December 28, 2016 - by
Hometown Hero Cook Has Wolverines’ Full Attention

FORT LAUDERDALE, Fla. – When he left Boston College for Michigan following the 2015 season, Wolverines defensive coordinator Don Brown probably figured he had seen the last of Dalvin Cook.

Guess again.

Brown, who has crafted one of the nation’s top defenses in his first year in Ann Arbor, Mich., will meet Cook and the Seminoles once again in the Capital One Orange Bowl on Friday.

And he knows exactly what to expect.

“Every time ‘4’ has his hands on the ball, I can’t breathe,” Brown said Wednesday. “I’m 61 years old and I just. …”

He then trailed off before making an exaggerated breathing motion.

And for good reason: Cook is as explosive as he is productive. The junior’s 1,620 rushing yards rank eighth in the nation and second among players from Power 5 conferences, and he is one of just 18 players in college football with multiple runs of 70-plus yards this season.

Brown, however, has had better luck than most when it comes to containing Cook. Cook carried 14 times for 76 yards against Brown’s Eagles as a freshman in 2014, and he tallied just 54 yards on 15 carries last year in Chestnut Hill, Mass. Both rank among the lowest outputs of his career as a starter.

But Brown also knows that likely won’t matter much when the Wolverines meet Cook on Friday.

“I would say if he’s not the best, he’s one of the top three players that we’ve played against, will have played against all year,” Brown said. “And I have great respect for his toughness, as well.”

Several of Michigan’s defenders echoed their coordinator’s praise.

“He’s got all the attributes, the vision, the quickness,” said senior linebacker Ben Gedeon, Michigan’s leading tackler. “The cuts he makes are elite.”

Chris Wormley, Michigan’s fifth-year senior defensive end, said that Cook is “probably the best running back in the country,” and, “if we don’t tackle him, it could be a long day for us.”

And Taco Charlton, Wormley’s defensive end counterpart and a potential first-round draft pick in a few months, said that Cook can “make a cut and turn a five-yard gain into a touchdown.”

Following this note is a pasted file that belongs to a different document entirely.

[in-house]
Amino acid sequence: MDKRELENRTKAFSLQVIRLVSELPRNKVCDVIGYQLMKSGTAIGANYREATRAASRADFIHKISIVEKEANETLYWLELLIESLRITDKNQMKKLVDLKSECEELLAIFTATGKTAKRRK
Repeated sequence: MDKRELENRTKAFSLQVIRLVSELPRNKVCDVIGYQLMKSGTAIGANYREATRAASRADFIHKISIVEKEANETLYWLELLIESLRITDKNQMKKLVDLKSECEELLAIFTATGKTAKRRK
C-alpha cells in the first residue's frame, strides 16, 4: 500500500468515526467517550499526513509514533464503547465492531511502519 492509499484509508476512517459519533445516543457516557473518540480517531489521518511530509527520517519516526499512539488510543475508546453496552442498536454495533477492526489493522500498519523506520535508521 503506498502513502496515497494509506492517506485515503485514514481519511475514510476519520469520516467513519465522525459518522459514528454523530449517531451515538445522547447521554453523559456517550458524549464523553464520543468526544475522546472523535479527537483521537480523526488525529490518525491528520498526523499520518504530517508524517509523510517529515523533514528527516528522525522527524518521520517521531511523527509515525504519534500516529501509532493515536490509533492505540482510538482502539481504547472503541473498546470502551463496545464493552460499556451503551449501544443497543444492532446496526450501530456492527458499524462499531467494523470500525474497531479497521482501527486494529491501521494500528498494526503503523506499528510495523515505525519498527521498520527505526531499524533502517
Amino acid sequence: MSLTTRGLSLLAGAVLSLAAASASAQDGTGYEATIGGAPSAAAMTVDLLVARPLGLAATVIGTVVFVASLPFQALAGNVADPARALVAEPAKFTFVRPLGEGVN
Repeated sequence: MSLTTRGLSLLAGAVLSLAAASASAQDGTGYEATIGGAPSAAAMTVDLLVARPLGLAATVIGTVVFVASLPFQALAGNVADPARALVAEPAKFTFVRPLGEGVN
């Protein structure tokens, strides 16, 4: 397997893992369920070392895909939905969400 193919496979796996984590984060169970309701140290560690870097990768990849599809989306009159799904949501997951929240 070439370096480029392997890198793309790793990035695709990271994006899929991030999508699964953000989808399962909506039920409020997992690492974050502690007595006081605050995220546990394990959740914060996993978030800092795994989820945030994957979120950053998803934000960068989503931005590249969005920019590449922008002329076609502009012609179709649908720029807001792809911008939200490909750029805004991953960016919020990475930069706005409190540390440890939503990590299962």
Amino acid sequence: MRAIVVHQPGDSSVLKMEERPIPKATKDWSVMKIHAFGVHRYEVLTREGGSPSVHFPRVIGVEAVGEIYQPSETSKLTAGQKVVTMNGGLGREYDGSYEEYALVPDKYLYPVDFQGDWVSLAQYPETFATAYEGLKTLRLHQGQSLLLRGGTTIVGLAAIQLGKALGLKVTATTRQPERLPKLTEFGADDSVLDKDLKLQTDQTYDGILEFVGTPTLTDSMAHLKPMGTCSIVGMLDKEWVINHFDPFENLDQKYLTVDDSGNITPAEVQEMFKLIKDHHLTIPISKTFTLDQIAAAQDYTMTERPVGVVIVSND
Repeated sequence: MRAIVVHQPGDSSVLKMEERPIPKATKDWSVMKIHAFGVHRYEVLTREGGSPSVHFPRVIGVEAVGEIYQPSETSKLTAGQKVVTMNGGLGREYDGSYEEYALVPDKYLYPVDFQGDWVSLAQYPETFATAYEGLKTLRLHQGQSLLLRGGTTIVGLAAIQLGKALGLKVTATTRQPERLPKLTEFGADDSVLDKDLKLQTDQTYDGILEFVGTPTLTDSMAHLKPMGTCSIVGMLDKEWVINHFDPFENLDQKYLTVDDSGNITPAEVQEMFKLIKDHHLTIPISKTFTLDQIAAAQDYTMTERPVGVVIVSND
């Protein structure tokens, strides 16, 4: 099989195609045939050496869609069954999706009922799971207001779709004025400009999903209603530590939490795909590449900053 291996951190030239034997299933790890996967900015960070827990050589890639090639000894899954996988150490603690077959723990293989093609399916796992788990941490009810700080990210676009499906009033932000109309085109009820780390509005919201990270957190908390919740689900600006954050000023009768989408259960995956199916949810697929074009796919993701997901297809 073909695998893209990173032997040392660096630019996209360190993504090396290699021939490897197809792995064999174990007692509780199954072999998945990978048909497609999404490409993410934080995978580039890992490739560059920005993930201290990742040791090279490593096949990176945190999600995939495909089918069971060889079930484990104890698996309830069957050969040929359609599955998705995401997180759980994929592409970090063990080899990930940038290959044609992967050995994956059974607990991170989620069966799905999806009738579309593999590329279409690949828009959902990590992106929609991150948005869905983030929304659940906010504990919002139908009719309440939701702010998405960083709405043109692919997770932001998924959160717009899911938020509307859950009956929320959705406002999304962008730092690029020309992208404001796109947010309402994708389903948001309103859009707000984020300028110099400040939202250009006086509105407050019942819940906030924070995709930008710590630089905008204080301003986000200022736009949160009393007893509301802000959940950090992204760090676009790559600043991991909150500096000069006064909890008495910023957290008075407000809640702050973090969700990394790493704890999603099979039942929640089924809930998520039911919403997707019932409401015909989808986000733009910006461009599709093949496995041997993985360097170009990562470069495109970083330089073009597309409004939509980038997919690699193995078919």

Cook was nearly as effusive in his praise for the Wolverines.

Asked about Michigan’s No. 13-ranked rushing defense, Cook said the Wolverines’ experience – they start 10 seniors and one junior – means that they’re almost always in the right place at the right time.

“It’s going to be a difficult task for us,” Cook said. “(We expect) a lot of twisting, getting linebackers free, giving different looks, sending different blitzes off the edge, trying to keep us contained. We know the coordinator that we’re facing. He does a good job of scheming right.”

As usual, Cook drew a big crowd at his Wednesday-morning media session, where he fielded questions about the Wolverines, his latest visit to his hometown of Miami and his future plans for after the Orange Bowl.

Cook is eligible to declare for the 2017 NFL draft and is projected by several outlets as a high pick, but he said Wednesday that he has yet to make a decision.

In the meantime, Cook said he is focused on enjoying the Orange Bowl experience with his teammates, especially since he’s so close to home.

Cook’s high school, Miami Central, is about a 30-minute drive from Florida State’s hotel in Hollywood, Fla.

“It’s been great being home, being by the water, being by the beach,” Cook said. “We don’t get that in Tallahassee at all.”

Time will tell if the Orange Bowl is Cook’s last game in a Florida State uniform, but if history is any indicator, it will likely be a big one.

In two games at Hard Rock Stadium, incidentally the home of the Miami Hurricanes, Cook has totaled 319 yards from scrimmage and three touchdowns.

No surprise, then, that Cook expects to feel right at home come Friday.

“Being in that stadium in front of my family, I always get that extra boost to go play,” Cook said. “Being in front of my family, being in front of my friends, being in my hometown. There’s no better feeling than that.”

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